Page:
Cooperative Governance and Traditional Affairs (Cogta) Minister Dr Nkosazana Dlamini Zuma has extended the national state of disaster to 15 February.
The extension has been gazetted in terms of section 27(5)(c) of the Disaster Management Act, 2002 (Act No. 57 of 2002).
“The extension takes into account the need to continue augmenting the existing legislation and contingency arrangements undertaken by organs of state and all other role players to mitigate against the impact of the disaster on lives and livelihoods,” said Dlamini-Zuma in a statement.
All people are urged to continue adherence to Covid regulations.
“Everyone has to wear a face mask at all times, social distance, avoid closed and poorly ventilated spaces, large gatherings and wash hands with soap and water or use an alcohol-based hand sanitiser,” said Dlamini-Zuma.
Dlamini-Zuma reiterated calls for citizens to get vaccinated, saying that only through mass vaccination will we be able to achieve herd immunity and ultimately protect lives and livelihoods.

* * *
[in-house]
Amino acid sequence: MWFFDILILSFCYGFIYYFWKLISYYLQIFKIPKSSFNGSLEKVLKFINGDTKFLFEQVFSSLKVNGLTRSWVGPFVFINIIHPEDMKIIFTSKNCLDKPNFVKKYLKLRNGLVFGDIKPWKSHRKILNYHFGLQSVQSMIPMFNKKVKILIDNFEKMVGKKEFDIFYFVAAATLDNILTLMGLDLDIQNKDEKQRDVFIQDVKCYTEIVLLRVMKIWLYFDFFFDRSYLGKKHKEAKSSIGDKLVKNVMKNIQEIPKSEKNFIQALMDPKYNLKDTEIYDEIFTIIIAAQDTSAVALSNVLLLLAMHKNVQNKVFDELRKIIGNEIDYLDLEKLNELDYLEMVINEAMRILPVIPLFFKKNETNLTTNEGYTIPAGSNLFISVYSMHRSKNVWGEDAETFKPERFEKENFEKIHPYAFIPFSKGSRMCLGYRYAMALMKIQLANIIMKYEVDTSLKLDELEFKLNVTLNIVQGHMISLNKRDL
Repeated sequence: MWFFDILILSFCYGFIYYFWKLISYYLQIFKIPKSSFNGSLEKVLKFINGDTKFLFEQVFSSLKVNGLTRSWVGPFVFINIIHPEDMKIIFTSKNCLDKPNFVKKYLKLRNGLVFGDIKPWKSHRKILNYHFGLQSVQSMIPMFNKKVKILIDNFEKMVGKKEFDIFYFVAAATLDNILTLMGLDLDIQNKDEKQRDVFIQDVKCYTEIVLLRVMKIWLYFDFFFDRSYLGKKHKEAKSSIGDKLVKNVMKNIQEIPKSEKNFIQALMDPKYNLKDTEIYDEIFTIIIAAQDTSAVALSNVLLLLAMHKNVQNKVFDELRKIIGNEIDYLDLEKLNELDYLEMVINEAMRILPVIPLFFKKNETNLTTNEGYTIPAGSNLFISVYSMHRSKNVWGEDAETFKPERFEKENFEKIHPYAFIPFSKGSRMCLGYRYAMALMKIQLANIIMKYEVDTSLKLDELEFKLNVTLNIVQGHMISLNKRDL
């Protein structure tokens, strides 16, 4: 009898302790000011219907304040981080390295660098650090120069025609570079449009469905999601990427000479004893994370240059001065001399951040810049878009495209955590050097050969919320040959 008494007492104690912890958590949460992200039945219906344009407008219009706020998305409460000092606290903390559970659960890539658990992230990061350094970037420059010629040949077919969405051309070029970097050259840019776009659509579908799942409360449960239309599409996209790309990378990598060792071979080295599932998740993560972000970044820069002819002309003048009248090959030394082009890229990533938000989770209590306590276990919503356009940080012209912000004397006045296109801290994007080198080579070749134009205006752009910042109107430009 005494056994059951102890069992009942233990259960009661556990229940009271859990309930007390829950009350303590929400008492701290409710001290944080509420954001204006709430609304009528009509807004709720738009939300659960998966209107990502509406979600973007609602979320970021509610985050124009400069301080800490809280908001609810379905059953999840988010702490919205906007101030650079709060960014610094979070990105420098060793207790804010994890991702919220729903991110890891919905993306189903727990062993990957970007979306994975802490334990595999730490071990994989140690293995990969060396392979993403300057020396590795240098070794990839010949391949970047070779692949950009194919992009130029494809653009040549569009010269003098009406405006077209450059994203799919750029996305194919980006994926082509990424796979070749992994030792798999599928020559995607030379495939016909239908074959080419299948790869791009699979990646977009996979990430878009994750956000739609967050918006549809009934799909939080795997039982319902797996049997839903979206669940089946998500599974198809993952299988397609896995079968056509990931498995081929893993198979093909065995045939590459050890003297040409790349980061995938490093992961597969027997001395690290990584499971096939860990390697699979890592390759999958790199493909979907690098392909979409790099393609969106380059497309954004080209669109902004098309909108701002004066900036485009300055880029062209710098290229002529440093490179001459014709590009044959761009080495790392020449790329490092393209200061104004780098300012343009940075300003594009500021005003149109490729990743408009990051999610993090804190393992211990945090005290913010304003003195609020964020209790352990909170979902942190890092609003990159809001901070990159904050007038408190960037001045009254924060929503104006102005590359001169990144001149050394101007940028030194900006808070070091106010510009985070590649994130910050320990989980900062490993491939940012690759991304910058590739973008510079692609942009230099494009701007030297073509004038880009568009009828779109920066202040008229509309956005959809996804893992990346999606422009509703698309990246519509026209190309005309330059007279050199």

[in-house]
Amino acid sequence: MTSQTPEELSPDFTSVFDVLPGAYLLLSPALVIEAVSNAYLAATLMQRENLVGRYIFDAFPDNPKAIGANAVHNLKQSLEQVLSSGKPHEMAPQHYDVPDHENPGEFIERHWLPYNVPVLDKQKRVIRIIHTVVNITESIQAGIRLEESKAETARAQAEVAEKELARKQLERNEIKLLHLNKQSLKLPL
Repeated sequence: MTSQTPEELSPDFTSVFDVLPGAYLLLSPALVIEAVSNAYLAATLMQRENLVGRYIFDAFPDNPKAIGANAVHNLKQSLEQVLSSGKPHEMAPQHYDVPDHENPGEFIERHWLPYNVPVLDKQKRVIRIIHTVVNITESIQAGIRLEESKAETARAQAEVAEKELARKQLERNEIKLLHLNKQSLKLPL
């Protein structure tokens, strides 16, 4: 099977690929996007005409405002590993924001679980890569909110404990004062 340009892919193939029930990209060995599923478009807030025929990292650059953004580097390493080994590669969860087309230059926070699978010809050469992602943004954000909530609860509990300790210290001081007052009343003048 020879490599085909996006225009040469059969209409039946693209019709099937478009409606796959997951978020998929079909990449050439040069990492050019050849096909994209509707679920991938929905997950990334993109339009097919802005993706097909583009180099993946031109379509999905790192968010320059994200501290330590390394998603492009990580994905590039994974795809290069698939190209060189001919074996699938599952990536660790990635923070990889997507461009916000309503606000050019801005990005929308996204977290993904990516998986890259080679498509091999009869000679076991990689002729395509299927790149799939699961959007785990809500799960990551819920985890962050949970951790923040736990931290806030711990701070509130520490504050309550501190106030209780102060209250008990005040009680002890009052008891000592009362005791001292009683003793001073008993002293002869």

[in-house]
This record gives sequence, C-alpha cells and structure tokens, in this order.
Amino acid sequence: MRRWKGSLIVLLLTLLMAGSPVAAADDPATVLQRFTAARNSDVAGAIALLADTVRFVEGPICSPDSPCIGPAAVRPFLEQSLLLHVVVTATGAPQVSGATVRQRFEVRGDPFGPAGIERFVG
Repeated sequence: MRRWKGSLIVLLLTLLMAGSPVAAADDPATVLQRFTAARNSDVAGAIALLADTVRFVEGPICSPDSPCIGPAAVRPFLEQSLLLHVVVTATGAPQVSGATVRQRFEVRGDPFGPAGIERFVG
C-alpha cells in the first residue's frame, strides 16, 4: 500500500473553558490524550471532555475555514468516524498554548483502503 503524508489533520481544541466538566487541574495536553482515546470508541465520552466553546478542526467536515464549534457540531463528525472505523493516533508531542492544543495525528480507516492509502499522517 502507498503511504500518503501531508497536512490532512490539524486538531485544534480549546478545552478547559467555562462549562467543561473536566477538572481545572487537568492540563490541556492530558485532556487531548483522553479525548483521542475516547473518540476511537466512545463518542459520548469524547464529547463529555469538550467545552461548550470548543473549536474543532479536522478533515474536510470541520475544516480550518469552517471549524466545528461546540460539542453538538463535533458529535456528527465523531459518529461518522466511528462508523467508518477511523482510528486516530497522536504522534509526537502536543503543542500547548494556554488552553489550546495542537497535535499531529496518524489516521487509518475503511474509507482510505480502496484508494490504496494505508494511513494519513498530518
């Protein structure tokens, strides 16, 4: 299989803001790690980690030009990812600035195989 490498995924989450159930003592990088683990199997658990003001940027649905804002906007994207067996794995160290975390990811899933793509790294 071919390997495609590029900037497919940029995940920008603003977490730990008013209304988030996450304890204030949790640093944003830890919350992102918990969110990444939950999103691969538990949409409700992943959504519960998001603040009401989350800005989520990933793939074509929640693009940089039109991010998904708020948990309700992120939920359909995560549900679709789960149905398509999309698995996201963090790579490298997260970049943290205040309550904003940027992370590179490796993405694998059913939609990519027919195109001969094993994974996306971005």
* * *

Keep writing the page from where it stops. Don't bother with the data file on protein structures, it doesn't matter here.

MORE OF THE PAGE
The country is currently on adjusted alert Level one.
Based on the trajectory of the pandemic, the levels of vaccination in the country and the available capacity within the health sector, Cabinet decided on the eve of New Year to make the following changes to Adjusted Alert Level one:
- The curfew has been lifted and there are no restrictions on the hours of movement of people.
- Gatherings are restricted to 1,000 people indoors and 2,000 people outdoors.
- Where the venue is too small to accommodate these numbers with appropriate social distancing, then no more than 50 per cent of the capacity of the venue may be used.
At least 28.7 million people have received one dose of the Covid vaccine.
But multiple experts and some provincial governments say the time has come to lift the state of disaster and manage the virus through existing legislation.